Breed Standard

Head: Long. Fairly broad skull. Minimal stop. Long, slender muzzle. Tight-lipped. Nose dark pink or brown, depending on coat color.
Ears: Large (up to 10 cm), thin. Held stiff and slanted in action.
Eyes: Medium-sized, slightly almond-shaped, preferably dark, ranging from yellow to black.
Body: Fairly long. Neck carried high, slightly arched, graceful, without dewlap. Chest deep but fairly narrow. Tuck-up. Straight back. Well-rounded croup.
Tail: Set on low, smooth, fairly long.
Hair: Tuft of short, stiff hair on the skull. Crisp hair on the tip of the tail. Complete absence of hair is not penalized.
Coat: Preferably solid dark bronze, elephant grey, greyish-black, or black. Unpigmented areas with pink or brown patches are acceptable. Hair on the head and tail must be black in dark varieties. In light varieties, it can be any color that blends with the overall appearance.
Size: 30 to 50 cm.
Weight: Varies according to size.


The Mexican Hairless Dog is one of the world's oldest breeds. He might have been brought to Mexico from northeastern Asia by the nomadic ancestors of the Aztecs. The Toltecs, the first inhabitants of Mexico, kept Chihuahuas in their temples. When the Aztecs conquered the land, they introduced the Mexican Hairless Dog. Some believe that these two breeds were crossed to produce the Chinese Crested Dog. The name Xoloitzcuintle comes from the ancient Aztec god Xolotl, who accompanied souls to the afterworld. Despite this godly name, native peoples ate these dogs and kept them for protection and healing purposes. The first descriptions of the Mexican Hairless Dog date to the seventeenth century. The American Kennel Club published a standard in 1933. The breed is rare in Europe.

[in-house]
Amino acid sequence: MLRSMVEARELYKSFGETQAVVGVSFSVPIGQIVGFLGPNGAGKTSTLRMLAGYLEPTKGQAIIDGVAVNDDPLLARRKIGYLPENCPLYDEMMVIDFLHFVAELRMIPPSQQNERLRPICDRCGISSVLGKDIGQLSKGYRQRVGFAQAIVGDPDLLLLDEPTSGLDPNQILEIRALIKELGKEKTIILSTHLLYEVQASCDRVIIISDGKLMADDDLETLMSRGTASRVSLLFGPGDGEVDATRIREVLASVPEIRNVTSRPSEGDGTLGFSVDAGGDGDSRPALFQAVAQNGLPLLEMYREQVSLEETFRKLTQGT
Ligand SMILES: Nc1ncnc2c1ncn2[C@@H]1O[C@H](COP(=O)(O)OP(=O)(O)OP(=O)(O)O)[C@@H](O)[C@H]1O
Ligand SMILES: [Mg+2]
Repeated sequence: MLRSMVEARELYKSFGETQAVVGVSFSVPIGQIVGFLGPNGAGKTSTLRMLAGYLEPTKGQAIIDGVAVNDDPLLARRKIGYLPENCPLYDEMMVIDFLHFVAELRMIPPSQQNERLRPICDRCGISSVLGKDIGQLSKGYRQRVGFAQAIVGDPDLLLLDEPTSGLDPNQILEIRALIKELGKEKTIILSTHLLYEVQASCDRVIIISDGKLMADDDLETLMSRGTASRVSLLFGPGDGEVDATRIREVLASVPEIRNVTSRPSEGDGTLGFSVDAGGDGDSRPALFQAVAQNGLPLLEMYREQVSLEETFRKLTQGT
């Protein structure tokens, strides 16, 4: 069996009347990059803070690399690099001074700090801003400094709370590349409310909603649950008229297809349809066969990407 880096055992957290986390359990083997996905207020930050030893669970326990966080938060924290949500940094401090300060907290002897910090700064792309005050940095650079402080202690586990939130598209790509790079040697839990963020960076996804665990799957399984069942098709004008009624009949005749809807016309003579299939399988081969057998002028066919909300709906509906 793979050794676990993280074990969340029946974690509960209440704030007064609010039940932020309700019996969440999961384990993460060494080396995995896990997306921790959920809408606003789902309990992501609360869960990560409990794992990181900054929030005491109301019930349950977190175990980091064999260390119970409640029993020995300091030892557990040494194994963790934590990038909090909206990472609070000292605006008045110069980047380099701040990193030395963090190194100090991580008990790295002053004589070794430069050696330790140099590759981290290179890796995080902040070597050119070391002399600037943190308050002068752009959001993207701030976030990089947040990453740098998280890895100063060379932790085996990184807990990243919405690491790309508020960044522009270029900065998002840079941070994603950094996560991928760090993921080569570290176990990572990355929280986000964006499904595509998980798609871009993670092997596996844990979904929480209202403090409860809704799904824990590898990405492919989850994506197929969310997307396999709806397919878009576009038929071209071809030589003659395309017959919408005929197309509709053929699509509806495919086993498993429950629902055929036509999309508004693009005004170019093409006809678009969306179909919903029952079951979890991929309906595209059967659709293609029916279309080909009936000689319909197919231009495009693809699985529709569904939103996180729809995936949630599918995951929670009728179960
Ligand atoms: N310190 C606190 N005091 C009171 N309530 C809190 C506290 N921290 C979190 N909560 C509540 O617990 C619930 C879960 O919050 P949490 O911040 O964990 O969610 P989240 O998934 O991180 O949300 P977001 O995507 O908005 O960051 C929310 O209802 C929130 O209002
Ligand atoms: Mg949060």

The Xoloitzcuintle's 'primitive' temperament (very high intelligence, sensitivity, high energy, inquisitiveness, strong hunting, and social instincts) is apparent because the breed's temperament was not modified overall by selective breeding in their native history in Mexico. This has also ensured a sturdy physical nature and vigorous health generally innate in both coated and hairless Xolos. Adult Xolos are frequently noted for their calm demeanor, although puppies can be extremely energetic, noisy, and very oral until they reach maturity (after 2 years old) and do not bark much, after which they tend to settle down and become more calm. Inadequately supervised or exercised Xolos can become escape artists, climbing and jumping fences to chase. Many individuals of this breed can possess guard dog ability and will not back down from a fight. At the same time, adult dogs, when they are raised properly, can become steady, well-behaved, and affectionate companions.